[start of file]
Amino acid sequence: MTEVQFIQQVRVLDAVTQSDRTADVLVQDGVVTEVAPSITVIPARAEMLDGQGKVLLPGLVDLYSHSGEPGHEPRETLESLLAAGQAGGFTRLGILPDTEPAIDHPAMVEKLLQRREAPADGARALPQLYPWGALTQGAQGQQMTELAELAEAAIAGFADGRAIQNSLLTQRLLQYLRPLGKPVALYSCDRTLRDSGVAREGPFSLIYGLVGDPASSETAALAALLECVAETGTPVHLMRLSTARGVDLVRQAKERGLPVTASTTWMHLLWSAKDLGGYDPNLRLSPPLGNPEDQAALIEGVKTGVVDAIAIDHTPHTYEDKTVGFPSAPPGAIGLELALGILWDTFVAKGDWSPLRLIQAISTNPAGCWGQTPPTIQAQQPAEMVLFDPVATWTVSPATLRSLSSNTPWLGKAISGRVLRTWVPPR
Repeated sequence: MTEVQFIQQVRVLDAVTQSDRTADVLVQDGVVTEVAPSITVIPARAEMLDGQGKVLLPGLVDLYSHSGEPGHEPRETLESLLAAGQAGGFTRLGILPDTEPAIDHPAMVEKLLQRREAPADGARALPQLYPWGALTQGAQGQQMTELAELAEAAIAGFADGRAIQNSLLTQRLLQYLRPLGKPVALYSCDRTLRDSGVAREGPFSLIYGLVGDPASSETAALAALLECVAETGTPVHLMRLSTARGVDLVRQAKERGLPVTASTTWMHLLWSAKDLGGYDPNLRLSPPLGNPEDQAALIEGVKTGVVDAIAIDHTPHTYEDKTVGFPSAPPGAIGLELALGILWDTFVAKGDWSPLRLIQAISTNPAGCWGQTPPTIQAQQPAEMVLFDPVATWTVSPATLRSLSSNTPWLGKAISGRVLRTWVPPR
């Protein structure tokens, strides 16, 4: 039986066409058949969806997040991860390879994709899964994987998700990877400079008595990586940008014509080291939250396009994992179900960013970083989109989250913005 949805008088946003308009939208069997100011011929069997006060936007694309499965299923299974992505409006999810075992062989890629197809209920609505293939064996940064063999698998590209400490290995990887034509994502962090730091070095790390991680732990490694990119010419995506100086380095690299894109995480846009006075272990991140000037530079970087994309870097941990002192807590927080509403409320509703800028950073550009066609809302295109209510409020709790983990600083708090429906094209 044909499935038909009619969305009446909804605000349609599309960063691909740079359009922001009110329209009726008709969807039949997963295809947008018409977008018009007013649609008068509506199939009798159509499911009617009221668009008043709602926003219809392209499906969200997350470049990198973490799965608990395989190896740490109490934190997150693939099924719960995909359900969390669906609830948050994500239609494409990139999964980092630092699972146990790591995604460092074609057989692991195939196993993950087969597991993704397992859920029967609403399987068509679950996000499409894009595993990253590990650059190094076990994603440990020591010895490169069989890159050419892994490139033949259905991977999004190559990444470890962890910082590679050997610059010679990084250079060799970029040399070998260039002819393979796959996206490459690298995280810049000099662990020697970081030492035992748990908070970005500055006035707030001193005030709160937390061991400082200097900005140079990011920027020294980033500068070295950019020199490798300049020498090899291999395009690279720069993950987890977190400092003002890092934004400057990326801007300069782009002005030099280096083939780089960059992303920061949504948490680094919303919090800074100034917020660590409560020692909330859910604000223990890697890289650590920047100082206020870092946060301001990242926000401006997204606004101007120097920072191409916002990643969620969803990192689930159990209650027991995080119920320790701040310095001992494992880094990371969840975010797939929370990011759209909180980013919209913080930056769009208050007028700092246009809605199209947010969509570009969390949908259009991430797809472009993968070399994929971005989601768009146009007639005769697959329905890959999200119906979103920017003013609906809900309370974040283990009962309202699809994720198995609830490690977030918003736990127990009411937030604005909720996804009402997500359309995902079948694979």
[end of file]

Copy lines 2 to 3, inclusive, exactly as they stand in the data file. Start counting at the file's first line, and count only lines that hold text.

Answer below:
Repeated sequence: MTEVQFIQQVRVLDAVTQSDRTADVLVQDGVVTEVAPSITVIPARAEMLDGQGKVLLPGLVDLYSHSGEPGHEPRETLESLLAAGQAGGFTRLGILPDTEPAIDHPAMVEKLLQRREAPADGARALPQLYPWGALTQGAQGQQMTELAELAEAAIAGFADGRAIQNSLLTQRLLQYLRPLGKPVALYSCDRTLRDSGVAREGPFSLIYGLVGDPASSETAALAALLECVAETGTPVHLMRLSTARGVDLVRQAKERGLPVTASTTWMHLLWSAKDLGGYDPNLRLSPPLGNPEDQAALIEGVKTGVVDAIAIDHTPHTYEDKTVGFPSAPPGAIGLELALGILWDTFVAKGDWSPLRLIQAISTNPAGCWGQTPPTIQAQQPAEMVLFDPVATWTVSPATLRSLSSNTPWLGKAISGRVLRTWVPPR
């Protein structure tokens, strides 16, 4: 039986066409058949969806997040991860390879994709899964994987998700990877400079008595990586940008014509080291939250396009994992179900960013970083989109989250913005 949805008088946003308009939208069997100011011929069997006060936007694309499965299923299974992505409006999810075992062989890629197809209920609505293939064996940064063999698998590209400490290995990887034509994502962090730091070095790390991680732990490694990119010419995506100086380095690299894109995480846009006075272990991140000037530079970087994309870097941990002192807590927080509403409320509703800028950073550009066609809302295109209510409020709790983990600083708090429906094209 044909499935038909009619969305009446909804605000349609599309960063691909740079359009922001009110329209009726008709969807039949997963295809947008018409977008018009007013649609008068509506199939009798159509499911009617009221668009008043709602926003219809392209499906969200997350470049990198973490799965608990395989190896740490109490934190997150693939099924719960995909359900969390669906609830948050994500239609494409990139999964980092630092699972146990790591995604460092074609057989692991195939196993993950087969597991993704397992859920029967609403399987068509679950996000499409894009595993990253590990650059190094076990994603440990020591010895490169069989890159050419892994490139033949259905991977999004190559990444470890962890910082590679050997610059010679990084250079060799970029040399070998260039002819393979796959996206490459690298995280810049000099662990020697970081030492035992748990908070970005500055006035707030001193005030709160937390061991400082200097900005140079990011920027020294980033500068070295950019020199490798300049020498090899291999395009690279720069993950987890977190400092003002890092934004400057990326801007300069782009002005030099280096083939780089960059992303920061949504948490680094919303919090800074100034917020660590409560020692909330859910604000223990890697890289650590920047100082206020870092946060301001990242926000401006997204606004101007120097920072191409916002990643969620969803990192689930159990209650027991995080119920320790701040310095001992494992880094990371969840975010797939929370990011759209909180980013919209913080930056769009208050007028700092246009809605199209947010969509570009969390949908259009991430797809472009993968070399994929971005989601768009146009007639005769697959329905890959999200119906979103920017003013609906809900309370974040283990009962309202699809994720198995609830490690977030918003736990127990009411937030604005909720996804009402997500359309995902079948694979």